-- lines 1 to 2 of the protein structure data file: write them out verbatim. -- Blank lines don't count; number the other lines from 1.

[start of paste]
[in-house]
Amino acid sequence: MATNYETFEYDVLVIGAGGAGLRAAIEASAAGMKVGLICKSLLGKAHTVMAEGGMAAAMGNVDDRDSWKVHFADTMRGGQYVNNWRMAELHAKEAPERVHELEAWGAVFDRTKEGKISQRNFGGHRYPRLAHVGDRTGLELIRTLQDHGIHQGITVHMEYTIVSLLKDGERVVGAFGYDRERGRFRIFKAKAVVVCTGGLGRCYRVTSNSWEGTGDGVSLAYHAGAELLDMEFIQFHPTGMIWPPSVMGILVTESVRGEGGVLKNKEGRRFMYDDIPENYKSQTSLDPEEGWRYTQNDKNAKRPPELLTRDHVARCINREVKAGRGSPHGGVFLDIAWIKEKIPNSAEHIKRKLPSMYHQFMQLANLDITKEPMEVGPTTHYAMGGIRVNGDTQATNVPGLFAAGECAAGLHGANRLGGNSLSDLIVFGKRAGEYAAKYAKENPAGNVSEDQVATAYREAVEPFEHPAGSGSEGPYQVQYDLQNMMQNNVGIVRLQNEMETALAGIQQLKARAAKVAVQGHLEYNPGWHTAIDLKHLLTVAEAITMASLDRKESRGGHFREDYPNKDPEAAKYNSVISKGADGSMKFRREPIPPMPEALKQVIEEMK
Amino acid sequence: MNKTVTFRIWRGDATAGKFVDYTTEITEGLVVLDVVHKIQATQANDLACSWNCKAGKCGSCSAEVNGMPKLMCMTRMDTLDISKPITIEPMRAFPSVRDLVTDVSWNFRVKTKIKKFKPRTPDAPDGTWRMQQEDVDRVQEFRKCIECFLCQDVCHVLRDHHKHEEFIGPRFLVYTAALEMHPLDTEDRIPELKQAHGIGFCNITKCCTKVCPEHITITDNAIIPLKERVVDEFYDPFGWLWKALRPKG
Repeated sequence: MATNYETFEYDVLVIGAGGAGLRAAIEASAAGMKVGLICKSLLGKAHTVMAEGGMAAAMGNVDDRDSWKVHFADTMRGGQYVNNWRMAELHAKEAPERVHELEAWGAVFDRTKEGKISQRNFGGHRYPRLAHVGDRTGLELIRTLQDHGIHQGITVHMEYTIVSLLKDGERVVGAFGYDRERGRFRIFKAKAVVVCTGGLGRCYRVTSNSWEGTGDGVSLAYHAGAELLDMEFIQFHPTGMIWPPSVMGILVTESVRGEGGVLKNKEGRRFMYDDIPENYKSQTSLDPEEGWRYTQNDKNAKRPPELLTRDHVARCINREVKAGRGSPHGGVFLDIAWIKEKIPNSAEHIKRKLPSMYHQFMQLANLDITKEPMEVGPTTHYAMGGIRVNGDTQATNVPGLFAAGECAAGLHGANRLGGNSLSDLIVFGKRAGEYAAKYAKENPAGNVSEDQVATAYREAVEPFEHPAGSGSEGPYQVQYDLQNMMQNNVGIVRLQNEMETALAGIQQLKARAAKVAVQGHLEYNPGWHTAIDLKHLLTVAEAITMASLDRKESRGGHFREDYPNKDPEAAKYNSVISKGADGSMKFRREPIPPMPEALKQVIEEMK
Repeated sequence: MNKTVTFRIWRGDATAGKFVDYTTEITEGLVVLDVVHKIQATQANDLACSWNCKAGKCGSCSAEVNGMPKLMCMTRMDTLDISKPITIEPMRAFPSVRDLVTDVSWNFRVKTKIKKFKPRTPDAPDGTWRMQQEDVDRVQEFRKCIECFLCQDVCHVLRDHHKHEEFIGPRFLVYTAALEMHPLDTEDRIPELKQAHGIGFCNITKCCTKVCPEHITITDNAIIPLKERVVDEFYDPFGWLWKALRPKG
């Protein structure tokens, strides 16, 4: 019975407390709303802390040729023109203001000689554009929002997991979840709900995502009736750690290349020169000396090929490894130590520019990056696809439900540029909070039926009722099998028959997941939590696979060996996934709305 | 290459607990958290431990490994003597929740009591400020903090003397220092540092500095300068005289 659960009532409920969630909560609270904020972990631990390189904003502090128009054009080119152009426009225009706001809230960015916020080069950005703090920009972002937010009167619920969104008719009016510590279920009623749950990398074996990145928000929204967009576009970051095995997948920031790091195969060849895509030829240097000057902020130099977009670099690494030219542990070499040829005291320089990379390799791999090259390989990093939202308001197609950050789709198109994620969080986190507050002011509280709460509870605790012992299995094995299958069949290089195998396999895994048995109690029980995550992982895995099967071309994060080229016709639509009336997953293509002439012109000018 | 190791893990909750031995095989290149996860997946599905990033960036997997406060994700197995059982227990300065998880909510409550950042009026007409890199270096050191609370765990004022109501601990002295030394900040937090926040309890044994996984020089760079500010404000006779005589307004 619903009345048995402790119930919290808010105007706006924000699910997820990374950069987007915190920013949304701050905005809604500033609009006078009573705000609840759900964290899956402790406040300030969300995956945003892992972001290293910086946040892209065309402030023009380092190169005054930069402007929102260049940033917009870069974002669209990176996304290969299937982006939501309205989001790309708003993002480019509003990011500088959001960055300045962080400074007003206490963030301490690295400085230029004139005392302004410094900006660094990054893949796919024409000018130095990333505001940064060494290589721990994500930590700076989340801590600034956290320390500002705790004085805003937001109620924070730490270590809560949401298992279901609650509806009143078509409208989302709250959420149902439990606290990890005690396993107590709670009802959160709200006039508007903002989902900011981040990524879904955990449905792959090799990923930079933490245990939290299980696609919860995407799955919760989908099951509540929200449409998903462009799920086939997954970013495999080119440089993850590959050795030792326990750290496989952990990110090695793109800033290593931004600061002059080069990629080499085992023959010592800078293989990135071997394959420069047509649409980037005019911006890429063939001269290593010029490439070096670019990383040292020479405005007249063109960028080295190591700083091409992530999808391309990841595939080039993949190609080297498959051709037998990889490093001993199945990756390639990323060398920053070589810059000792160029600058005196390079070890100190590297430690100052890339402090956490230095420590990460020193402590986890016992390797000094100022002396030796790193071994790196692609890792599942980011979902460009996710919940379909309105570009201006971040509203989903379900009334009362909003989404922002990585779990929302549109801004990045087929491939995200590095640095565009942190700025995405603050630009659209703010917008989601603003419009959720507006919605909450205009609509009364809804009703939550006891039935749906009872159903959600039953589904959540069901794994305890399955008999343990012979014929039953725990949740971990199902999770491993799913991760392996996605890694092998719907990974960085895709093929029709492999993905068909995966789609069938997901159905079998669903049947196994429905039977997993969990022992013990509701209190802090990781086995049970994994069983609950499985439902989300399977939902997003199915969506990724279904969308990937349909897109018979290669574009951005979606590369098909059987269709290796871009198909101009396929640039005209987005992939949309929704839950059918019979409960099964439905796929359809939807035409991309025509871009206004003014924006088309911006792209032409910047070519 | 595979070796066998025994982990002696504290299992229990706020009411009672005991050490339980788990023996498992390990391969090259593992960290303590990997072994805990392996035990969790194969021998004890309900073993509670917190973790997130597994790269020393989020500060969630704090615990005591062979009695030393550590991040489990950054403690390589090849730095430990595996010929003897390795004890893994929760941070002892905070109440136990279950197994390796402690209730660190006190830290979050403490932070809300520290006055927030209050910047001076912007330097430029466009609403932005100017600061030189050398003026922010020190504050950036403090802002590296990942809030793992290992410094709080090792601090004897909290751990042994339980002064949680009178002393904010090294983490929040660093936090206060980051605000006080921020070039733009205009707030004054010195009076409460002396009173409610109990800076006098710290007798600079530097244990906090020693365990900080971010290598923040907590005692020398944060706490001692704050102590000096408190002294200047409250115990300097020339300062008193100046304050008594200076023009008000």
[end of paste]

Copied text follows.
[in-house]
Amino acid sequence: MATNYETFEYDVLVIGAGGAGLRAAIEASAAGMKVGLICKSLLGKAHTVMAEGGMAAAMGNVDDRDSWKVHFADTMRGGQYVNNWRMAELHAKEAPERVHELEAWGAVFDRTKEGKISQRNFGGHRYPRLAHVGDRTGLELIRTLQDHGIHQGITVHMEYTIVSLLKDGERVVGAFGYDRERGRFRIFKAKAVVVCTGGLGRCYRVTSNSWEGTGDGVSLAYHAGAELLDMEFIQFHPTGMIWPPSVMGILVTESVRGEGGVLKNKEGRRFMYDDIPENYKSQTSLDPEEGWRYTQNDKNAKRPPELLTRDHVARCINREVKAGRGSPHGGVFLDIAWIKEKIPNSAEHIKRKLPSMYHQFMQLANLDITKEPMEVGPTTHYAMGGIRVNGDTQATNVPGLFAAGECAAGLHGANRLGGNSLSDLIVFGKRAGEYAAKYAKENPAGNVSEDQVATAYREAVEPFEHPAGSGSEGPYQVQYDLQNMMQNNVGIVRLQNEMETALAGIQQLKARAAKVAVQGHLEYNPGWHTAIDLKHLLTVAEAITMASLDRKESRGGHFREDYPNKDPEAAKYNSVISKGADGSMKFRREPIPPMPEALKQVIEEMK